Perhaps what is most shocking about the UN including armed drone attacks in its global counter terrorism strategy now, is the fact that it comes so late in the war; it has been almost ten years since the very first US drone attack on Pakistani soil on June 18th, 2004. Now, by way of a consensus resolution, states indulging in the practice have been called upon to ensure drone activity is mindful of international law. But what does this abysmal delay in response say about the functionality and indeed, integrity of the United Nations? A proposal (co-sponsored by Yemen and Switzerland) that Pakistan filed with the international body earlier this year, set the resolution into motion. Without naming any country specifically, the proposal focused on the loss of human life and breach of the principles of national sovereignty. It goes without saying that the document was aimed at the United States, which is the greatest user of armed drones in conflicts, including in Somalia, Yemen and Afghanistan.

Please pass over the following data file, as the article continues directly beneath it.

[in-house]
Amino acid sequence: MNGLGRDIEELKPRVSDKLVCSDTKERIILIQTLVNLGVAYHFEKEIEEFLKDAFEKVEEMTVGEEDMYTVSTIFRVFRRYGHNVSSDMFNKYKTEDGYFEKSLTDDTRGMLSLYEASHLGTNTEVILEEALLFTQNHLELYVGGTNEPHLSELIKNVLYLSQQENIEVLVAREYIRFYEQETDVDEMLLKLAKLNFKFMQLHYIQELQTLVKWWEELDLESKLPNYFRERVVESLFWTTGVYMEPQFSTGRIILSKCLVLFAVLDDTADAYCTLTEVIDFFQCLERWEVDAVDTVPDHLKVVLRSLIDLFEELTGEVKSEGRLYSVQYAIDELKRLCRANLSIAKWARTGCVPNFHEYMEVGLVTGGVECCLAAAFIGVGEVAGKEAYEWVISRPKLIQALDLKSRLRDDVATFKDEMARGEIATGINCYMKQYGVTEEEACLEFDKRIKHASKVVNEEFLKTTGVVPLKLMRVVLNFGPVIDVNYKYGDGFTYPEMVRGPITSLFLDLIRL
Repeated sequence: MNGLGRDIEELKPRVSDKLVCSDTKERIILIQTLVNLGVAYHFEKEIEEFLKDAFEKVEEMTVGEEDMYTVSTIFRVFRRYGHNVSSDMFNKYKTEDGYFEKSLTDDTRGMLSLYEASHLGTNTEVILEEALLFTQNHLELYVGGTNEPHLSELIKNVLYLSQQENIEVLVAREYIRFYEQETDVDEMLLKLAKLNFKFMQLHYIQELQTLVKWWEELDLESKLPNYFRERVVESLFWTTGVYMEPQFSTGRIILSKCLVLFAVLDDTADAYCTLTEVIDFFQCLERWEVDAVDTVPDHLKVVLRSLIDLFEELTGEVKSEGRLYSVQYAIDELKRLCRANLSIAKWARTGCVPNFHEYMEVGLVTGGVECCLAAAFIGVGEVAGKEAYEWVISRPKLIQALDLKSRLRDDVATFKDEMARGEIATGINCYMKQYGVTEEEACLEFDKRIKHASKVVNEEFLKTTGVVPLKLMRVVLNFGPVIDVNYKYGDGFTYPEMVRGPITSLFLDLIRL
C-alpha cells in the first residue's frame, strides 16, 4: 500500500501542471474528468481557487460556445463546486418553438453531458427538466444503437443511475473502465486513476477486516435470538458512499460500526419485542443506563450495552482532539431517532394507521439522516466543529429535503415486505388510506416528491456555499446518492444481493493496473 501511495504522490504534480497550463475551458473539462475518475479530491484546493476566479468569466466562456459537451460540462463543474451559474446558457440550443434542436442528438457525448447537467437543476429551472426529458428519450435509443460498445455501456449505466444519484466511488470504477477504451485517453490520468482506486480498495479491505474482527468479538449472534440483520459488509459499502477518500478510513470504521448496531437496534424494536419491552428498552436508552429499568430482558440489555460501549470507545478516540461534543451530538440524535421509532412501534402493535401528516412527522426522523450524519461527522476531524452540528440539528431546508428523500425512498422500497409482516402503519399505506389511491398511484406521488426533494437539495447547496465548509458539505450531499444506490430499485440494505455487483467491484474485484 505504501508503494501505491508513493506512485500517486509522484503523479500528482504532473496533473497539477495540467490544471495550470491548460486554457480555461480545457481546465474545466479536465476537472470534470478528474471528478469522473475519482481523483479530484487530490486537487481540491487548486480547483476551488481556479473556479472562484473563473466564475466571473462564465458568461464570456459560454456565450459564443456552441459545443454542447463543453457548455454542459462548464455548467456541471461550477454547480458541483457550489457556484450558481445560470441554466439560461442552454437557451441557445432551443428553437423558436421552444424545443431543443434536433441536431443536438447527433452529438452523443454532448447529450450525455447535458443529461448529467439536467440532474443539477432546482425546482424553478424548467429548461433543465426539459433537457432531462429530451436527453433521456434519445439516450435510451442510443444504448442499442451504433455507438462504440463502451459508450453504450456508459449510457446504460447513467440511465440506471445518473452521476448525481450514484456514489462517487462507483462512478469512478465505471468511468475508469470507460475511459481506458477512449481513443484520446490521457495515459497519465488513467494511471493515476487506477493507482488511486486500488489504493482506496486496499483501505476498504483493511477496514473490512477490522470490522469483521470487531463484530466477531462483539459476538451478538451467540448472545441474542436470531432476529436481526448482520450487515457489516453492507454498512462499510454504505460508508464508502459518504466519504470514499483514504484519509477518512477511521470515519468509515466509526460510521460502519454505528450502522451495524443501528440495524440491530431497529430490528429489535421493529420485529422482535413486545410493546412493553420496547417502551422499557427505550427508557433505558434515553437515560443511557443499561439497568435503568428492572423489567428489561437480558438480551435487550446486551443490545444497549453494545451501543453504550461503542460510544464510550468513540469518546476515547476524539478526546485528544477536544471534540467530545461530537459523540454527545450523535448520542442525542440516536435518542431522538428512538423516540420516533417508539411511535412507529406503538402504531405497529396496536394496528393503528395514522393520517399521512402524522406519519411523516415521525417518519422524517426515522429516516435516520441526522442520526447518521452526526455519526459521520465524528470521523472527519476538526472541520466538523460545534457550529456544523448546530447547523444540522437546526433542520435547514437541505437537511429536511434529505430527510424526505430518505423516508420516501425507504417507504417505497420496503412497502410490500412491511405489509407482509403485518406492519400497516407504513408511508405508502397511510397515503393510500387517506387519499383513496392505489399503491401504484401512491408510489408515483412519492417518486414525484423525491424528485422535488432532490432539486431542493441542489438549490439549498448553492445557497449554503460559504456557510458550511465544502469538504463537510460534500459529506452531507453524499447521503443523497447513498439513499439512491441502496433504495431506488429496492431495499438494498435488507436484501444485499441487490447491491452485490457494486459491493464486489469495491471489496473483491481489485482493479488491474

Of course, the issue is complicated further by arguments that focus on the laws of war, and nations’ conduct at a time of war. As expected, the United States, Britain and France voted against the resolution urging upon the non-politicisation of the issue. It is a camp that believes war negates the principles of precaution, distinction and proportionality. There is a problem here. The nature of this war, has from the very moment of its declaration, been a political one. It was stressed by the then Commander in Chief of the US armed forces, that this was a different war, a complex war. This has allowed for continuous breaches of human rights including indefinite detention, the suspension of habeas corpus, entrenched racism, and enormous civilian collateral. As such, it cannot be understood, or regulated, purely under the conventional laws of war any longer. Breaching the sovereign borders of a nation one is not exactly at “war” with, is an immediately political issue with great political ramifications. In this light, it is entirely accurate that the United Nations should pass some kind of politicised resolution to regulate the weapon systems of this uncommon and unnatural state of war. Countries like Pakistan that have fallen victim to the barbarism of armed drone strikes must ask why the resolution comes this late in the day, and whether or not it will make any real difference to the distorted principles drone users employ in the admittedly difficult counter-terrorism tactics of this war.